It’s hard to picture getting around in Oklahoma City without a car, but Mayor Mick Cornett said he believes that will change. Cornett said the $130 million public transit piece of MAPS 3 is all about what the city can do to prepare for a future in which a car won’t be the only way to get around. A streetcar system and a downtown transit hub linking buses, the streetcar and rail lines are the city’s first step toward that future, Cornett said.
Opening steps to railWhen the city surveyed residents in 2007 about what they’d like to see in MAPS 3, transit was the No. 1 suggestion by a wide margin. Leaving transit out of the $777 million MAPS 3 proposal wasn’t an option, but Cornett said transit means different things to different people. "The problem was making sure that whatever we did in the long term helped transit,” Cornett said. "You could make a mistake and try to do too many things or do something poorly and it could doom transit for the future.” The city participated in a years-long study that determined all the possible transit needs for the metro area. Among the suggestions were enhanced bus service, commuter rail, a streetcar and other options. The city has begun the process of going after federal transit money for commuter rail lines connecting downtown to Tinker Air Force Base as well as to both Edmond and Norman. The city is also pursuing the idea of high speed rail, which could connect it to Dallas, Tulsa, Kansas City and the rest of the country. Including commuter rail in MAPS 3 brings up problems, though. For one, such a system is incredibly expensive. Federal transit money can help, but nothing is guaranteed, and city leaders didn’t want to include projects in MAPS 3 that would require federal funds to complete. Ward 2 Councilman Sam Bowman said the streetcar and the downtown transit hub are a way to prepare the city for those bigger ideas. "I don’t see any of this without the transit hub,” Bowman said. "To me it is the most important piece of the MAPS initiative.”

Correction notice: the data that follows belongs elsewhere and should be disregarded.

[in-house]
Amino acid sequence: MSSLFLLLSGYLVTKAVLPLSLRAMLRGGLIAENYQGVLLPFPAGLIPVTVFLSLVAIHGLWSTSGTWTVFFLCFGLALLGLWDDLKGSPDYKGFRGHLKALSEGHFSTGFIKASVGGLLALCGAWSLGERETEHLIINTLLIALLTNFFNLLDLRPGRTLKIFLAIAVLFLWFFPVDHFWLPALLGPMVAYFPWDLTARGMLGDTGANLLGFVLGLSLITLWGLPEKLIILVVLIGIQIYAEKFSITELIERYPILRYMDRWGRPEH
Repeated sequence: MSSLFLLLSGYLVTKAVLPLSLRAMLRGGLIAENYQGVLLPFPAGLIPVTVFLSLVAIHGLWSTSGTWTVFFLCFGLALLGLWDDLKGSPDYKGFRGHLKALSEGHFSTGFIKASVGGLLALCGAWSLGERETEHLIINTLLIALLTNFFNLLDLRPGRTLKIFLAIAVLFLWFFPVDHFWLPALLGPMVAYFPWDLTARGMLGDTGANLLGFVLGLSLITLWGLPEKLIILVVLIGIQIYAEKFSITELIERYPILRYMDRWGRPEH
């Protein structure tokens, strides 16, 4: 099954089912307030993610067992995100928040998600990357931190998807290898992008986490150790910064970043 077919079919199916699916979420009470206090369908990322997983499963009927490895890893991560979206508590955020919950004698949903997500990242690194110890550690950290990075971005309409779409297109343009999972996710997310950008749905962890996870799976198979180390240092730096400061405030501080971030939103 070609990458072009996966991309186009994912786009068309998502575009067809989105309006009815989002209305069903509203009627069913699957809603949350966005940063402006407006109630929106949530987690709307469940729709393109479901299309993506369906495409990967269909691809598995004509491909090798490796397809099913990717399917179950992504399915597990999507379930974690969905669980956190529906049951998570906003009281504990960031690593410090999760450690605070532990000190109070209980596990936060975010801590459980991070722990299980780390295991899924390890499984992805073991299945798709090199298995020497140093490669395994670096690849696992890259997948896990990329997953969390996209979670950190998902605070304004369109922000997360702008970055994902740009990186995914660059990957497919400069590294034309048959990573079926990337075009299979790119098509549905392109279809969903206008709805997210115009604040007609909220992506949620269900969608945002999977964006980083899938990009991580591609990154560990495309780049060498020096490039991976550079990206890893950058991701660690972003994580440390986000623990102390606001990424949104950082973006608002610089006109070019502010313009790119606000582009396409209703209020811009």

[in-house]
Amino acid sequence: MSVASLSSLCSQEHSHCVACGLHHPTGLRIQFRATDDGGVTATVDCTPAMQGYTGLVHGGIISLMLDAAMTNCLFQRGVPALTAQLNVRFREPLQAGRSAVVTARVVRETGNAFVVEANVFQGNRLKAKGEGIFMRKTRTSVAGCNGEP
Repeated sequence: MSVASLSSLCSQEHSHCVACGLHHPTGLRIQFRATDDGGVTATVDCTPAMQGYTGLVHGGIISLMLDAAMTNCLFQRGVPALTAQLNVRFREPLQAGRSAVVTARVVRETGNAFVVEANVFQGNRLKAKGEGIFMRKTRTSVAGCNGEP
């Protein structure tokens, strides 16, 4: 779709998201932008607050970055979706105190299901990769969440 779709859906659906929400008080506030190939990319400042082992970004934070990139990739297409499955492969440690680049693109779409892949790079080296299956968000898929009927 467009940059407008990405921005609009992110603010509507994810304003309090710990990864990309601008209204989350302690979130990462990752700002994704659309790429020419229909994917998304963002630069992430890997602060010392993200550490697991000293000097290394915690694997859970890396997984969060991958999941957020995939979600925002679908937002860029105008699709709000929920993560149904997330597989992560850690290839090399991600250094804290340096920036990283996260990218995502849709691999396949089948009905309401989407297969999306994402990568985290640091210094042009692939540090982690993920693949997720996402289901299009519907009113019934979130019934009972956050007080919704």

Legitimate transitCornett said if people come to Oklahoma City on a rail line, they won’t have a car when they get here. "The idea is a very measured, a very logical and strategic first step, a downtown streetcar that we can use to get visitors to our attractions, get workers to their jobs and get the people who choose to live downtown the opportunity to live here without having a car,” Cornett said. Jeff Bezdek, who has lived downtown for nine years, is the chairman of the Modern Transit Project, a group that began advocating for a downtown streetcar before MAPS 3 was announced. Bezdek said he latched on to the idea when he went to Portland, Ore., on a business trip. "I experienced their fantastic streetcar system firsthand,” Bezdek said. "When you ride in one of these things, it’s comfortable, it’s air conditioned. It’s made of glass so you can see the city. I saw people getting on with their bicycles.” The streetcar system proposed in Oklahoma City isn’t like the historic streetcars in San Francisco and New Orleans. "The modern streetcars are much more comfortable,” Bezdek said. "They are quieter. They hold more people, and they are ADA accessible without the use of an elevator. And they are much more efficient.” Bezdek said other cities that have put in a modern streetcar have seen a 10-to-1 investment by the private sector along the streetcar’s route. The streetcar would be electrically powered and would travel on fixed rails. Plans call for five to six miles of streetcar line. A specific route has not been chosen, but Cornett said he favors a "spoke and hub” system that would function as legitimate transit rather than a loop that would only really serve tourists. A spot for the transit hub hasn’t been chosen either, although it will likely be located along the existing Amtrak rail line that runs through downtown, Cornett said. Bezdek said the important thing is that the city is finally doing something about its mass transit needs. "The idea is to put a down payment on this regional system and be able to apply for and procure federal dollars,” Bezdek said. "The easiest way to get to the top of the list is to show that your community is committed to a mass transit plan.”